Home Fishing Tips & Advice Fly Fishing: How to Set a Hook

Fly Fishing: How to Set a Hook

This is an angling method of fishing in which you use a light-weight lure to catch fish. The lure is called an artificial fly. The fly is cast using a specialized weight line, fly rod, and reel. When you set the hook, this means to make a motion with the rod to put the fish hook into the mouth of the fish once it has taken the bait. This is done to secure the fish on the hook. 

What Not to Do When Setting the Hook

To get the best results when setting the hook, try to avoid lifting your rod skyward, which is a natural tendency to do. You should also not set the hook in an upstream direction. Doing either of these could pull the fly out of the mouth of the fish.

How to Set the Hook

When you first start out fly fishing, the most difficult thing you will need to learn is how to set the hook after the fish has taken the fly. When you are fly fishing, the most effective way to set your hook is by pulling your rod quickly in a downstream direction. When doing this, make sure that your arm is parallel to the water. Setting the hook correctly is the difference between catching a lot of fish and catching none. 

What Setting Your Hook Means

This means that during the short time that the fish has the fly in its mouth you need to make sure that you move the fly an inch or so for the hook to get buried in the jaw of the fish. This will involve quickly tightening your line enough to move the fly while the fish still has it in its mouth. If you are not quick enough to set your hook, then you will probably lose the fish. The fish will only hold the fly in its mouth for a second before it will spit it back out. This is why you need to be quick. 

What Happens After You Set Your Hook

To move the fly, raise your rod tip over your head. This will tighten the line between the fish and you. Do not hesitate because you will lose the fish. As soon as you think a fish has taken the fly, get the tip of the rod up. This is called striking. Most of the hooks used in fly fishing have very sharp points so you do not have to use much force when you strike. Many times when you strike, the fish will hook themselves.

How to Strike

This is done by pinching the fly line tight with your hand. Next, move the rod tip until you feel the hook hit home. Make sure that you are pinching the line in your casting hand. If you do not pinch the line, it will slip through the guides of the rod so there will be no force on the hook point.

When striking your rod, you do not always have to do it hard. If you have a heavy tippet, over a six-pound test, you can strike fairly hard and not pop the tippet. If you have a lot of slack line on the water, you may have to strike hard in order to take up all the loose line. On long casts, it takes moving 60 feet of line longer than moving 15 feet so it is going to require a harder strike and more force. When fishing for most saltwater species, like pike and bass, you will have to use a hard strike because the hooks for these are large and require more force to set them. These types of fish have a bony mouth so you have to use some force to penetrate their mouth or jaw with the hook.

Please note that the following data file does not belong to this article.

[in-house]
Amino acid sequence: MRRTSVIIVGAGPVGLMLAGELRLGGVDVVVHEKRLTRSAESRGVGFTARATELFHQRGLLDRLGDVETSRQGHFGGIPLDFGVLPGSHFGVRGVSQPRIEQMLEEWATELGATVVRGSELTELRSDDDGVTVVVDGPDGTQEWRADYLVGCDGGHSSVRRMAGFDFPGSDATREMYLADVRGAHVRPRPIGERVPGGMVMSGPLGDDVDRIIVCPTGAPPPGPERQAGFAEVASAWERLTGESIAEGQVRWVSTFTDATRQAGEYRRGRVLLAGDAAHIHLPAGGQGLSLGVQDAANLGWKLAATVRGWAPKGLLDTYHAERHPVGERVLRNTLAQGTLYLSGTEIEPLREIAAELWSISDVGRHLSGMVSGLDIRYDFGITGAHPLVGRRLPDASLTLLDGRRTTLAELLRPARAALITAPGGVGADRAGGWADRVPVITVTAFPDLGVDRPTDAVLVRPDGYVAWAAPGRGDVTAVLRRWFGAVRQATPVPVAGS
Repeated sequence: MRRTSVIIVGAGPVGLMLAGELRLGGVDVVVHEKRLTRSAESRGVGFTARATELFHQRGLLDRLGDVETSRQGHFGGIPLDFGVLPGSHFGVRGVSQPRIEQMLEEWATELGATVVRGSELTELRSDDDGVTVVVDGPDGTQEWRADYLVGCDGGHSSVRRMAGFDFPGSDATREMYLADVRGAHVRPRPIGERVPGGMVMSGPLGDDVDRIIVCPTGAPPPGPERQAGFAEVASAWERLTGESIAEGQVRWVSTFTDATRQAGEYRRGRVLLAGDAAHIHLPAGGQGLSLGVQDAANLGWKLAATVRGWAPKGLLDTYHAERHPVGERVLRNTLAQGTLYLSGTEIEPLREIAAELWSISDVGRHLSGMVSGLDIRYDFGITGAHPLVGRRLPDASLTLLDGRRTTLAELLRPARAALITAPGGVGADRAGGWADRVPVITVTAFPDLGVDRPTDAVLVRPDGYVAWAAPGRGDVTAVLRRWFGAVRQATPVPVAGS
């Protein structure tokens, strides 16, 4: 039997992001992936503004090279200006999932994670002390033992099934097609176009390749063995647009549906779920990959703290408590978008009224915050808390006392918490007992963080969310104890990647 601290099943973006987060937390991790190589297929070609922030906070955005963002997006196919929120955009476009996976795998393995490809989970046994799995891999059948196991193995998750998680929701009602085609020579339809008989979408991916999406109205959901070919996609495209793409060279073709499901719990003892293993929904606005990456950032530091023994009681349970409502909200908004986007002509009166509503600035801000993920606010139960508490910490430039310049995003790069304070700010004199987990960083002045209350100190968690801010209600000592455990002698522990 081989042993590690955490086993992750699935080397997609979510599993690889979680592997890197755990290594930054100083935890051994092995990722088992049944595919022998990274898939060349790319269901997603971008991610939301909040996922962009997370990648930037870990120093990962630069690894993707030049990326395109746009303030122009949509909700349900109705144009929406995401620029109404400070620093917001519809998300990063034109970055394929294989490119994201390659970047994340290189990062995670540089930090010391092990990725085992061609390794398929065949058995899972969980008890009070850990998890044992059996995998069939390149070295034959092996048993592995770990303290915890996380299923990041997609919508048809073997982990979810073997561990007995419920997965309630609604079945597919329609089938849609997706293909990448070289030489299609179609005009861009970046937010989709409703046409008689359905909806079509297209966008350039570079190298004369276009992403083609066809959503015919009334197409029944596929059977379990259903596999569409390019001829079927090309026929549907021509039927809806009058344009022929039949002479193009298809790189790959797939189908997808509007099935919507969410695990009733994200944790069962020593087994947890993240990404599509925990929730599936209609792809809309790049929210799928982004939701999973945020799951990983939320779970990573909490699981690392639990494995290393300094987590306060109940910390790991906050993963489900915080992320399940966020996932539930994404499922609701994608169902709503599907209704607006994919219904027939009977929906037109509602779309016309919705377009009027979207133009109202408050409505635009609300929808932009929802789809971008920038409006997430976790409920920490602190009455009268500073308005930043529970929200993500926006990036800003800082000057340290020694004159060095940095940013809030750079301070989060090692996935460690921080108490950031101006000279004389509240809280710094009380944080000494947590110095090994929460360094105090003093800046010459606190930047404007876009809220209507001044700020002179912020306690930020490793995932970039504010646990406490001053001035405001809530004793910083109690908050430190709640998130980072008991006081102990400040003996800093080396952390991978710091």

Setting the Hook on a Dry Fly

This type of fly sits on the water and may resemble rodents, insects, full-grown flies, and more. When using a dry fly, the technique is everything. Most fish will only feed if the food looks irresistible. To find where the food is, look for the foam on top of the water.

With a dry fly, you will usually know where the fish has taken your fly. You may see them come up to grab your fly. As soon as they do take the hook, pause briefly before you set the hook with a side-current or downstream motion. By pausing, you are giving the fly time to dip lower into the mouth of the fish.

Setting the Hook on a Wet Fly

This type of fly sits under the water and may resemble nymphs, imitate hatching flies, or be streamers. These will usually catch fish but you have to watch to make sure which one to use. Streamers imitate crawfish, minnows, and some other bait so fish will always seem to bite on these. Use a nymph early in the morning before the sun is up because at this time the flies will start the hatching process and they look like nymphs. When using a wet fly, you should have an indicator on your line so when you see it move, you can instantly set the hook.

Conclusion

When you first start to do fly fishing, learning to set the hook will take time and patience to learn. Do not become frustrated when you miss setting the hook. Even professionals sometimes miss setting the hook. Practice and soon you will know how to set the hook and be bringing in a lot of fish. If you have never done fly-fishing before, once you try it and learn how to set a hook, you will want to do it all the time as this is one way to catch a lot of fish.

If you don’t have a fishing hook available, you can even make your own fishing hook.

Remember that the only thing that a fish can grab objects with is their mouth so if what is in their mouth does not feel right, they will quickly spit it out. This is why when you see or feel a fish take the fly that you set the hook before it comes back out and the fish is gone.

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Growing up on the south shore of Long Island, Chum Charlie has always had a passion for fishing. His favorite fish to catch is a striped bass and his favorite bait to use is bunker. Off the water, he enjoys blogging and sharing his favorite fishing tips & tricks that he has learned over the years.